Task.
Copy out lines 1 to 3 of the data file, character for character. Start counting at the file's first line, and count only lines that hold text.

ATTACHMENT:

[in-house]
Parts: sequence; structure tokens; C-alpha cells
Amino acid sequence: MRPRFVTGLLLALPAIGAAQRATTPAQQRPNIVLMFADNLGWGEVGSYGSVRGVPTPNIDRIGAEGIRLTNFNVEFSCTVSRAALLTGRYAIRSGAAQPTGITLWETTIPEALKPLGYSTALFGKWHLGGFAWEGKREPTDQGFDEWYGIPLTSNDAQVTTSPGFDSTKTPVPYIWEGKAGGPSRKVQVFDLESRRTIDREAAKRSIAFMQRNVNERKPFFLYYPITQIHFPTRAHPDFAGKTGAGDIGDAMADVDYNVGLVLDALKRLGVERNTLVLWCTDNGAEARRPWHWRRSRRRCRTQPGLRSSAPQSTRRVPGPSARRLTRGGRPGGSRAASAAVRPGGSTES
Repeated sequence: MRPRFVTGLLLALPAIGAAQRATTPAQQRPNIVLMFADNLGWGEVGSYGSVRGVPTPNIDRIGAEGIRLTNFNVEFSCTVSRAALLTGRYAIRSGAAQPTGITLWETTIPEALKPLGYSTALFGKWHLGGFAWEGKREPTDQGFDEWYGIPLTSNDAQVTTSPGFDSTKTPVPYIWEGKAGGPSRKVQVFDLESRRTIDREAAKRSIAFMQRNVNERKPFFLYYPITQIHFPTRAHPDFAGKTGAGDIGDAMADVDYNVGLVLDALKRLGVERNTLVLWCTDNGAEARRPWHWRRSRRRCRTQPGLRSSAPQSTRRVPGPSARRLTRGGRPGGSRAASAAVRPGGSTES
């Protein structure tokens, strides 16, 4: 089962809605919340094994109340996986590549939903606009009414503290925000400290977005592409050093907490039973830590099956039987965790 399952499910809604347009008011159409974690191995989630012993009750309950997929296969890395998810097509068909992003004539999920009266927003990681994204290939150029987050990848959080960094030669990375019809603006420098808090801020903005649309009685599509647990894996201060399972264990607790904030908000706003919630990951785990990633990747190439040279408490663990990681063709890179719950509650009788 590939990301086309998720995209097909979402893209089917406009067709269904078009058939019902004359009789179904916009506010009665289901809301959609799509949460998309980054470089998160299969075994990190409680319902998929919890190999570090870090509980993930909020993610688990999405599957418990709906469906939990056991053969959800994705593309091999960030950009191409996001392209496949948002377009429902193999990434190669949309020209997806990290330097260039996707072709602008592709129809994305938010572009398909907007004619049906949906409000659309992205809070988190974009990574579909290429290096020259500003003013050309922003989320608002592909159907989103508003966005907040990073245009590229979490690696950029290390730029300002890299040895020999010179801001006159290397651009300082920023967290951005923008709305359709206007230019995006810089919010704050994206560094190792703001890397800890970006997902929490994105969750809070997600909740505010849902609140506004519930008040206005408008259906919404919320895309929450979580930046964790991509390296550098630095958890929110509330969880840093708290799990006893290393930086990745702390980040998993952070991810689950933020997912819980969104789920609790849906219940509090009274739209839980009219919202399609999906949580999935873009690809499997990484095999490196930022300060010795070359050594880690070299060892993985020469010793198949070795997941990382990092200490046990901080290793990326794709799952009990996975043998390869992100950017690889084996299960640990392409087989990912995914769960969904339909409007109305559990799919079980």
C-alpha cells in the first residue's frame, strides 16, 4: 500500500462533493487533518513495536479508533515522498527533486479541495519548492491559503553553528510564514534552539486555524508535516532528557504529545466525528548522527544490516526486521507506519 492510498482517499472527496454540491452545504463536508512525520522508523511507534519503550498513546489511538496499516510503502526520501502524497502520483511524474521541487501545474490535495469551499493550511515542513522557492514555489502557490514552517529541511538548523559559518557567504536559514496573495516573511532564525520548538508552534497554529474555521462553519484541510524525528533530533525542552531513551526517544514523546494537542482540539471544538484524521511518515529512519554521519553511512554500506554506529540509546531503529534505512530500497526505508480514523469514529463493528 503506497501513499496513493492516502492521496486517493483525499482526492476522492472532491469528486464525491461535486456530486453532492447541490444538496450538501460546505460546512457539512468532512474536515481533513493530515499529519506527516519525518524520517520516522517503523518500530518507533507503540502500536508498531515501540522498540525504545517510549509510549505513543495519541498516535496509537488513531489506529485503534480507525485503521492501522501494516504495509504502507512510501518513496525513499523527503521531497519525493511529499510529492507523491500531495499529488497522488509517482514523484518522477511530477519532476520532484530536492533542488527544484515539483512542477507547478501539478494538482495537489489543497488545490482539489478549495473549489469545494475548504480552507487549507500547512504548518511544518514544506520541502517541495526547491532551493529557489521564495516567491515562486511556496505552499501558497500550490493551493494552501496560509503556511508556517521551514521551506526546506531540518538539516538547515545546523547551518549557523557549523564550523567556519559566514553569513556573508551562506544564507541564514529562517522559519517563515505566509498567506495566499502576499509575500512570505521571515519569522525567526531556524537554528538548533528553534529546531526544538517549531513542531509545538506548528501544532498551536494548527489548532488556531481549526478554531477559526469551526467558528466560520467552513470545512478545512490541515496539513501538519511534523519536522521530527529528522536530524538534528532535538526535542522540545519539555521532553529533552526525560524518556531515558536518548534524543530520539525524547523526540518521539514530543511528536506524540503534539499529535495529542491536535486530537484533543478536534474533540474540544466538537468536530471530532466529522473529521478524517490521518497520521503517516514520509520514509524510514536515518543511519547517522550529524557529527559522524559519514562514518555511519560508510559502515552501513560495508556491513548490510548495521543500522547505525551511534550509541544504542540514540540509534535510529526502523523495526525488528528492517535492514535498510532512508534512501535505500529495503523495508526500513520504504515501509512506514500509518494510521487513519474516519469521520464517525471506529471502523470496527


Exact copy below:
[in-house]
Parts: sequence; structure tokens; C-alpha cells
Amino acid sequence: MRPRFVTGLLLALPAIGAAQRATTPAQQRPNIVLMFADNLGWGEVGSYGSVRGVPTPNIDRIGAEGIRLTNFNVEFSCTVSRAALLTGRYAIRSGAAQPTGITLWETTIPEALKPLGYSTALFGKWHLGGFAWEGKREPTDQGFDEWYGIPLTSNDAQVTTSPGFDSTKTPVPYIWEGKAGGPSRKVQVFDLESRRTIDREAAKRSIAFMQRNVNERKPFFLYYPITQIHFPTRAHPDFAGKTGAGDIGDAMADVDYNVGLVLDALKRLGVERNTLVLWCTDNGAEARRPWHWRRSRRRCRTQPGLRSSAPQSTRRVPGPSARRLTRGGRPGGSRAASAAVRPGGSTES